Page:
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Author: Joseph Laurin
Page: 88
Genre: Education
Paperback (978-1-61856-802-1) $14.95 Add to cart Remove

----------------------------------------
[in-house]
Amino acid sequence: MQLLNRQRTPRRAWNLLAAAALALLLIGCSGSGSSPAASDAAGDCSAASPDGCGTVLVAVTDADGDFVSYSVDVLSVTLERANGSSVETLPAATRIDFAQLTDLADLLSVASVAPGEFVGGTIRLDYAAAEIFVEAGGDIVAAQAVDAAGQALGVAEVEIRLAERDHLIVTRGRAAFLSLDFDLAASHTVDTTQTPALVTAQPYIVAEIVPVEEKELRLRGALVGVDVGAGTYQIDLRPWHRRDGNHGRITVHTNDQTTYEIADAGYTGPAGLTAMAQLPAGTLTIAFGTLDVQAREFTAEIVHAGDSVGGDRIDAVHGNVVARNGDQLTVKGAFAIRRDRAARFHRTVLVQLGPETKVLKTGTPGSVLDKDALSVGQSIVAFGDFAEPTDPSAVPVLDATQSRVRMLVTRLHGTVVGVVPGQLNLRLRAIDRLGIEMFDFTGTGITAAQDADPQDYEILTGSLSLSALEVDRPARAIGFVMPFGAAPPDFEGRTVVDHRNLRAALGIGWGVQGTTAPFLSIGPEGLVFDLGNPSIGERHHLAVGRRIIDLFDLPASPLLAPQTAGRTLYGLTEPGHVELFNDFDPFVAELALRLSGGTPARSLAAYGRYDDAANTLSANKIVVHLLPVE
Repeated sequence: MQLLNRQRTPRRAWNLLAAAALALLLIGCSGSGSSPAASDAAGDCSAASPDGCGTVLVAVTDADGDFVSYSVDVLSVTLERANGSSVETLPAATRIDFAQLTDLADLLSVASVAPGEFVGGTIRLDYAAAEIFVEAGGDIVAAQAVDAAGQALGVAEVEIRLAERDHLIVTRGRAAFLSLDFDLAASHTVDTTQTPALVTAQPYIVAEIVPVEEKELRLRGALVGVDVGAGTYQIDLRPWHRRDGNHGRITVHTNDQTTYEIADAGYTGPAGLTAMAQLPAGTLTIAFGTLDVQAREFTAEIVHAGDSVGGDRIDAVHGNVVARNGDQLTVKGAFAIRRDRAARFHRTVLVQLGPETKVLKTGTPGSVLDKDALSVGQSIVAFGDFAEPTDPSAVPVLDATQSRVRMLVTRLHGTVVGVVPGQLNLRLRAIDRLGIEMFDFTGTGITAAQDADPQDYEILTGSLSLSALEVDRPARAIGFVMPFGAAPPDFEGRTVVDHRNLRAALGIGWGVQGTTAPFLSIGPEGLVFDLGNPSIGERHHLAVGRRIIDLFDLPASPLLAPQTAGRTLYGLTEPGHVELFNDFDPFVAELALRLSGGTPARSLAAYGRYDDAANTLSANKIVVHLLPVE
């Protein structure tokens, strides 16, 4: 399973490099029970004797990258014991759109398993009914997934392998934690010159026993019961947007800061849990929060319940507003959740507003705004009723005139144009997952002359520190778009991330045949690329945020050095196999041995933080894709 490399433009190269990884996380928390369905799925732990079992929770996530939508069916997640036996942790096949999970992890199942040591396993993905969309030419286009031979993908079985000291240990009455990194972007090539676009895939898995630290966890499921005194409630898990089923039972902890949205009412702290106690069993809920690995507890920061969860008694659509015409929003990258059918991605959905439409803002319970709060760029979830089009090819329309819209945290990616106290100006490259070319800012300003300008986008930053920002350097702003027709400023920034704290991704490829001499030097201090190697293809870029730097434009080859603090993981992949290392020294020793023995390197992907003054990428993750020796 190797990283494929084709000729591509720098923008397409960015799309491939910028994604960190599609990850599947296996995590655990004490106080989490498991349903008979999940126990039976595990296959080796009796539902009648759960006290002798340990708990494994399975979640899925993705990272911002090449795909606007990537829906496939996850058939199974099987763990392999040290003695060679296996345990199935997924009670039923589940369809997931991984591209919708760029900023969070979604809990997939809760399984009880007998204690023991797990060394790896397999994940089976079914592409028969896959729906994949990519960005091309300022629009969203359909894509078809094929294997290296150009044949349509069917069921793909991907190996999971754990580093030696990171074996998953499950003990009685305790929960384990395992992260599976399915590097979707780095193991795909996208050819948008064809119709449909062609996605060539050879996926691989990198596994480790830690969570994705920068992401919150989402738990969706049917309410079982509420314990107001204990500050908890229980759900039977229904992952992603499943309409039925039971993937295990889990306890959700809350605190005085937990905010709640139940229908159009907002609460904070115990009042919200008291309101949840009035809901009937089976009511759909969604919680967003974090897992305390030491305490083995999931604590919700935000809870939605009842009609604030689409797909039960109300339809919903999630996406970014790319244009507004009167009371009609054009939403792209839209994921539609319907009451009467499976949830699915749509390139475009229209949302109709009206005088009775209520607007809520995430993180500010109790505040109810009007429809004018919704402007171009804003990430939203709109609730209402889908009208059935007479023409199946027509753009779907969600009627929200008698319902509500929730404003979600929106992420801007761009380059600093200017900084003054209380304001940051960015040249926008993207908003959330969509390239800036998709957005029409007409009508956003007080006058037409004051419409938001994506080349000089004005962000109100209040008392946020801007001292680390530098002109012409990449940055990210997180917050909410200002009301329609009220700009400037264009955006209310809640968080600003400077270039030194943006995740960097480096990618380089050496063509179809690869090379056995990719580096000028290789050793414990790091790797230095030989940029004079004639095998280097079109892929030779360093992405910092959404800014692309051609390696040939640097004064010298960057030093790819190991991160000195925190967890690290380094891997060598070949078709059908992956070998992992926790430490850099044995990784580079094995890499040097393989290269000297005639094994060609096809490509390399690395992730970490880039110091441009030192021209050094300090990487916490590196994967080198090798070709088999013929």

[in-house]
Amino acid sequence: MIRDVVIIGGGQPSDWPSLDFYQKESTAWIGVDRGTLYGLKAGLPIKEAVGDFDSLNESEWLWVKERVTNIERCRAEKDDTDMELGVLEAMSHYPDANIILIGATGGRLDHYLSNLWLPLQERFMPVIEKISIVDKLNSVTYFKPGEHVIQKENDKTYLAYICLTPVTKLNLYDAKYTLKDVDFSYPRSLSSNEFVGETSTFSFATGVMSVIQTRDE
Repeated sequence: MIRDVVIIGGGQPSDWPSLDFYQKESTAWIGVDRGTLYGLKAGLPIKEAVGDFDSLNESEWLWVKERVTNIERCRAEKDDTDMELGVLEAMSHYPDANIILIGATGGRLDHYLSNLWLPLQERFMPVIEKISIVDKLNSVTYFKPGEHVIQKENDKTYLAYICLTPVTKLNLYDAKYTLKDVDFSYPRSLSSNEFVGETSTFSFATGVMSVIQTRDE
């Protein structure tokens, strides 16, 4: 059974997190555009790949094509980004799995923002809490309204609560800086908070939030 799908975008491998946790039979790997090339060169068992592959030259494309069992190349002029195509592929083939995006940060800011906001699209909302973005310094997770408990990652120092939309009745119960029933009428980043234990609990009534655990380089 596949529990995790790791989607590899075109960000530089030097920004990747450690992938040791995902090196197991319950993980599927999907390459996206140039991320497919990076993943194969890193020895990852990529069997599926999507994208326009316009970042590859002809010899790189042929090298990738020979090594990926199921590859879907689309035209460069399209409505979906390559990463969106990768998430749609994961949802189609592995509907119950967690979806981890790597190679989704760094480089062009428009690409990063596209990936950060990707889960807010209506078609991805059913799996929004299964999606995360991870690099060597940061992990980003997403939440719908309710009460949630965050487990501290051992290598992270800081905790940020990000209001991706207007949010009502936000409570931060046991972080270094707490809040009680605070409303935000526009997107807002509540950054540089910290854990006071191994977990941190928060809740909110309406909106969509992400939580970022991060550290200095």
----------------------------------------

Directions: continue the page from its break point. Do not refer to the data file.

In Iliad, 6, 392-516, Homer described the Trojan Hector's last farewell to his wife Andromache and infant son, Astyanax. They met at the Scaean gate of Troy where his wife came running with "a handmaid holding to her bosom the tender boy, a mere babe, the well-loved son of Hector, like a fair star. ... Then Hector smiled as he glanced at his boy in silence, but Andromache came close to his side weeping, and clasped his hand and spoke to him saying: ... Come now, have pity and stay here on the wall, lest you make your son fatherless and your wife a widow." "Glorious Hector stretched out his arms to his boy, but back into the bosom of his fair-belted nurse shrank the child crying, frightened at the sight of his dear father, and seized with fear of the bronze and the crest of horse-hair, as he caught sight of it waving terribly from the top of the helmet. Aloud then laughed his dear father and queenly mother; and immediately glorious Hector took the helmet from his head and laid it all gleaming on the ground. And he kissed his dear son, and fondled him in his arms, and spoke in prayer to Zeus and the other gods. ... So saying, he placed his child in his dear wife's arms and she took him to her fragrant bosom, smiling through her tears."
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